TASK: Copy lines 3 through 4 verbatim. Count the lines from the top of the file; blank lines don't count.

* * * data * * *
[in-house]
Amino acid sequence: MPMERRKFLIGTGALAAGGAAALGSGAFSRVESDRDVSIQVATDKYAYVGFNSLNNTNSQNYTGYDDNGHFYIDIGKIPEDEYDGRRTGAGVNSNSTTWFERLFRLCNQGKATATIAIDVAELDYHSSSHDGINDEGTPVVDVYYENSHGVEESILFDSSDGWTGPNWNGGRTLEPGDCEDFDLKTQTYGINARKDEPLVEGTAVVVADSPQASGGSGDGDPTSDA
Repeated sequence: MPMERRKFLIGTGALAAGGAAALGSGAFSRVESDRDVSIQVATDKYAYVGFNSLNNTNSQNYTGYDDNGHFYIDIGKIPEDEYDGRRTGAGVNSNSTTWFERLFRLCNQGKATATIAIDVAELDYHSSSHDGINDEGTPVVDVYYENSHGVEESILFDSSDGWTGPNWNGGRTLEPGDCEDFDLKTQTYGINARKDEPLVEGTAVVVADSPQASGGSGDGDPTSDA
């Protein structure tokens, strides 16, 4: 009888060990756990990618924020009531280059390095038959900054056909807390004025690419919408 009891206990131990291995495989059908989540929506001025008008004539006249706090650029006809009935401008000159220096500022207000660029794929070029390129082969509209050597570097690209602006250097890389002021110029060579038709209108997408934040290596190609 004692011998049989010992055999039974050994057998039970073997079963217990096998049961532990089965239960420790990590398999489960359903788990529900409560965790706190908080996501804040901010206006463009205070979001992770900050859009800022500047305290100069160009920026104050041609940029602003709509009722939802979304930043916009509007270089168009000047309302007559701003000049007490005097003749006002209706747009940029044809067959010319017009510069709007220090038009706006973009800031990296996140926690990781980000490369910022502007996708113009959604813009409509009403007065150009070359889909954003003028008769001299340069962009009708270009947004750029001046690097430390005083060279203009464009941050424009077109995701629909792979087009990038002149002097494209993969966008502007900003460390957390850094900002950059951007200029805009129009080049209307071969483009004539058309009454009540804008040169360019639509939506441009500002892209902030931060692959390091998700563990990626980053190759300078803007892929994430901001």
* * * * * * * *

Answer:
Repeated sequence: MPMERRKFLIGTGALAAGGAAALGSGAFSRVESDRDVSIQVATDKYAYVGFNSLNNTNSQNYTGYDDNGHFYIDIGKIPEDEYDGRRTGAGVNSNSTTWFERLFRLCNQGKATATIAIDVAELDYHSSSHDGINDEGTPVVDVYYENSHGVEESILFDSSDGWTGPNWNGGRTLEPGDCEDFDLKTQTYGINARKDEPLVEGTAVVVADSPQASGGSGDGDPTSDA
């Protein structure tokens, strides 16, 4: 009888060990756990990618924020009531280059390095038959900054056909807390004025690419919408 009891206990131990291995495989059908989540929506001025008008004539006249706090650029006809009935401008000159220096500022207000660029794929070029390129082969509209050597570097690209602006250097890389002021110029060579038709209108997408934040290596190609 004692011998049989010992055999039974050994057998039970073997079963217990096998049961532990089965239960420790990590398999489960359903788990529900409560965790706190908080996501804040901010206006463009205070979001992770900050859009800022500047305290100069160009920026104050041609940029602003709509009722939802979304930043916009509007270089168009000047309302007559701003000049007490005097003749006002209706747009940029044809067959010319017009510069709007220090038009706006973009800031990296996140926690990781980000490369910022502007996708113009959604813009409509009403007065150009070359889909954003003028008769001299340069962009009708270009947004750029001046690097430390005083060279203009464009941050424009077109995701629909792979087009990038002149002097494209993969966008502007900003460390957390850094900002950059951007200029805009129009080049209307071969483009004539058309009454009540804008040169360019639509939506441009500002892209902030931060692959390091998700563990990626980053190759300078803007892929994430901001």